Tuesday, February 7, 2023 Feb 7, 2023
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A Dallas Woman Seeks the Holy Grail of High Heels

After quitting her job and learning the art of cobbling in Italy, Maija Benincasa found the seemingly impossible: a stylish yet comfortable shoe.
By |
Elizabeth Lavin
The story seems ripped from the pages of a chick-lit novel: Maija Benincasa, a beautiful redhead recently untethered from a relationship, quits her corporate job in Santa Monica and runs off to an Italian cobbler school. There, she spends her days toiling over high heels and her weekends exploring villages such as Portofino, chronicling her adventures on social media with the hashtag #eatprayshoes. Then, presto! She designs Benincasa Milano shoes, a line of high heels that are actually comfortable.

“I just went to my boss and said,‘This is crazy, but I’m going to quit my job and go make shoes.’ ”

But the rom-com version leaves out some important details, like the fact that Benincasa is an MBA grad whose father and grandfathers were all entrepreneurs, that she had several years of brand management at Campbell Soup under her belt, plus all the research, networking, and hard work it took to build her own business.

For years, Benincasa had a question bouncing around her head: what if beautiful shoes didn’t hurt so much? It was an issue magnified when she took off her heels to dance at a wedding reception and ended up in urgent care with glass in her foot. But she still didn’t know where to start. A year after her divorce, she came across an article that mentioned a three-month shoe-making program at Milan’s Arsutoria School. That’s my ticket, she thought, and applied the next day.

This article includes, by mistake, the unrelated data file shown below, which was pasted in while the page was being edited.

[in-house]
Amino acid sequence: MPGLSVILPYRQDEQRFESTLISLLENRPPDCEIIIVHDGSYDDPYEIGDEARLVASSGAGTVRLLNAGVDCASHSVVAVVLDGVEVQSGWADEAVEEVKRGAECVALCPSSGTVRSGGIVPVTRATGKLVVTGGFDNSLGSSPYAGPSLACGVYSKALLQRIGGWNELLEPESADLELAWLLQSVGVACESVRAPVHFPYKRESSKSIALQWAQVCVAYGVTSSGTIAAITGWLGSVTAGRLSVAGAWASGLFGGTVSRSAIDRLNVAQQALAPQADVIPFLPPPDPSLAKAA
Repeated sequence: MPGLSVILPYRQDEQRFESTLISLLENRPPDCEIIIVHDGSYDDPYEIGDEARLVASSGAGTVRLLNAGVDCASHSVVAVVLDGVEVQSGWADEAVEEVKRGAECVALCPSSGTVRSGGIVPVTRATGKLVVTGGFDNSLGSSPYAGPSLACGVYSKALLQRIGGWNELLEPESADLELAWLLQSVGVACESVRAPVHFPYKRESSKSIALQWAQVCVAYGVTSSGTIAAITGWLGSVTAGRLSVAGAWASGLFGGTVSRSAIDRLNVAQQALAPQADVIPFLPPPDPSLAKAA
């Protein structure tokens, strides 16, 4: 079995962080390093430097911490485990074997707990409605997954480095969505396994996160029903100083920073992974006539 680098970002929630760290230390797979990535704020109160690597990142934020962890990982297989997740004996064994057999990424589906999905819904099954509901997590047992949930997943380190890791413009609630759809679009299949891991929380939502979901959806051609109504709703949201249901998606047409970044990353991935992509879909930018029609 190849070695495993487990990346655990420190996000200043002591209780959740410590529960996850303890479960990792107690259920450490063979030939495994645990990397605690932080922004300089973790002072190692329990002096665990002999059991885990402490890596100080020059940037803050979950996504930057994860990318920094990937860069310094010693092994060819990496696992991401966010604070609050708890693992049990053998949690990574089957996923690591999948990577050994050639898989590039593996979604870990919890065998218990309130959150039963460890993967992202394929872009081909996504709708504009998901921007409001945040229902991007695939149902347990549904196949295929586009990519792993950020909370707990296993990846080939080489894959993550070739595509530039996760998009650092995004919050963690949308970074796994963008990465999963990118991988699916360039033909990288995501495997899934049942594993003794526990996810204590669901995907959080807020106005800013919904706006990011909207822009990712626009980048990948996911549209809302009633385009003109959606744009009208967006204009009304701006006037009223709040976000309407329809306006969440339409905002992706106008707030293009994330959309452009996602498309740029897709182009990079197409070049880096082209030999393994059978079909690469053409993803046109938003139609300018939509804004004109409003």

“It was a little insane in hindsight. I did not have a plan,” Benincasa says. “I just went to my boss and said, ‘This is crazy, but I’m going to quit my job and go make shoes.’ ”

While studying the art of cobbling, she conducted interviews in women’s closets and researched feet, finding that pressure on the ball of the foot was the most painful problem with heels. When touring a designer shoe factory, she saw stations to study stains and heel strength but never saw a department dedicated to actually wearing the shoes and how they felt. “It’s not surprising given most of the shoe engineers and designers are men,” Benincasa says.

Eventually, networking connected her with a biomedical engineer at UT Southwestern who used orthopedic technology to help Benincasa create custom insoles for a more comfortable pump. “They’re usually saving lives, not making high heels,” she says. By then, Benincasa was crashing on her sister’s couch in Dallas, creating a business plan and designing her line with the help of a former professor, Richard Siccardi.

Plans began to fall into place. She secured the same factory near Milan that makes Manolo Blahnik’s iconic buckle shoes, and a biomedical researcher from Portland used sensors to test her heels, finding that the insole technology did, in fact, relieve foot pressure. Two years of Benincasa’s life were not spent in vain. “Not giving up was the hardest part—having a vision and sticking to it despite all the hurdles throughout the way,” she says.

Of course, this isn’t the end of Maija Benincasa’s story. But in the next chapter, she’ll be jumping the hurdles in better heels.